Another series of jetties full of expensive boats calls this place home and makes the area feel lived in. Continuing on you find another park with more exercise equipment and then it's back to being next to Riverside Road as you head up the hill and away from the river. Runners and cyclists will know this sweeping turn, especially if your legs are feeling tired or it's at the end of the really long run/cycle. It's not a large hill that takes you up past EJ Chapman Reserve (another good dog friendly oval) and the Tricolore Soccer Club (where I played a few games as a youngster). This is the least entertaining section of the loop as you take a right and follow the path along Preston Point Rd. It's not all bad with a look from above at the old Leeuwin Barracks, a place with a sketchy history and now marked for residential redevelopment. Entering the hilly parts of East Fremantle, the pursuit of views and square footage has created a bit of a soulless gathering of McMansions along here, all competing in the areas of size and gaudiness. There is a small nature strip to the left as you walk down, showing off some bare limestone that is all gnarly and weathered. Turn right when you reach the roundabout and follow this back down towards the river. A left turn following the path and soon you'll reach the beginning of the Niergarup Track to the right of another mansion that at the time of writing is still yet to be finished.
Climbing up the stairs, this is a really cool part of the walk that I don't think many people know about (I don't see many people up here on my walks). Skirting a path between the edge of the limestone cliff and more mansions, the elevated position provides a fantastic perspective of the river, harbour and beyond to North Fremantle. With the sun now beginning to set behind the clouds, I was hoping for a really cool light show as I made my way to the spot I used to love watching the sunset from. It was shaping up to be a good one with the familiar orange glow of Fremantle starting to form (although the night time glow I refer to is from the harbour lights). Winding your way along the edge of the cliff you get a mix of great views and interesting finds such as the large fig tree (that was close to ripe when I visited) and the information boards that tell you the indigenous and colonial history of this part of the Swan River. At the end of the path you reach Merv Cowan Reserve and an area that if you've never visited is a bit of a cool find. A series of rapids leads down the hill with grassed areas and gazebos all around, creating an English manor style feel to the park. Created as part of the 1988 Bicentennial celebrations (the same ones that created a series of hiking trails all over the state), it has remained in place since and is the perfect spot if you want somewhere out of the way to read a book or have a picnic.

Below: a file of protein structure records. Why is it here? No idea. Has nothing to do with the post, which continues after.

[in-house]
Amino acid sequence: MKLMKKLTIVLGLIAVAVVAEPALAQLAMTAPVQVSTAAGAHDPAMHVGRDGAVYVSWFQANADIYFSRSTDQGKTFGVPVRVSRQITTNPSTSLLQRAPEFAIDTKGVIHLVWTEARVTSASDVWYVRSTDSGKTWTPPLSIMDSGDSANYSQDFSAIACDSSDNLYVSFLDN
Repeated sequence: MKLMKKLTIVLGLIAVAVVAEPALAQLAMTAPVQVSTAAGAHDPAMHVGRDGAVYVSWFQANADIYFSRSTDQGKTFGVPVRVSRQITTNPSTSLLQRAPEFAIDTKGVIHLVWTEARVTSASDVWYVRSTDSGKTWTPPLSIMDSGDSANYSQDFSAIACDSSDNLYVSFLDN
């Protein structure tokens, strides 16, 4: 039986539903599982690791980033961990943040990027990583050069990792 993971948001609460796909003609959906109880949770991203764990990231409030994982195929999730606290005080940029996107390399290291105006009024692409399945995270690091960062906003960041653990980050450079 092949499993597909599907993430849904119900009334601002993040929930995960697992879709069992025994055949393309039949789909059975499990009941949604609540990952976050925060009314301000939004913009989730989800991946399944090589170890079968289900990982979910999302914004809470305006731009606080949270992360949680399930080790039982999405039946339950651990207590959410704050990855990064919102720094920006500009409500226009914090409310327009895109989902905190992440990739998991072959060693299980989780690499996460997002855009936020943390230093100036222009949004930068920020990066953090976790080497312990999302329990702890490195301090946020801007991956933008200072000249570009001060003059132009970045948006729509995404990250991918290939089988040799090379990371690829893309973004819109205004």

The large grassed area leading up the hill is the most popular spot as you get great views overlooking the river, harbour and ocean. The giraffes are in full view and the sun was right behind them, creating dark silhouettes that I always love photographing. There were a few groups with picnic rugs setup to watch the sunset and while it's a nice spot, I have another one just up the hill that I prefer. Crossing Angwin Street there is a run down looking set of stairs that takes you up higher to Surbiton Road where the views really open up. It's not as comfortable as sitting on the grass but I used to love reaching this point on a run and staring out over the harbour and ocean at night. On this walk I had brought my zoom lens (which I will be taking on every hike from this point on) and it was great to get some closer shots of the giraffes, ships and the passing trains. With the light fading and the sunset fizzling out somewhat, I continued up and over Surbiton Road and down a series of steps at the end of the road. Going past a mural for the Australia II yacht that won the Americas Cup and subsequently turned the world's attention to Fremantle in the 1980s, the finish to the loop takes you along Preston Point Rd again and then right along Canning Highway. Passing the new Richmond Quarter development and the East Fremantle Town Hall, take a right onto Andrews Rd and you're back at the Left Bank. So that was the East Fremantle Swan River Loop, a scenic way to explore East Fremantle on foot with plenty to see, do and eat.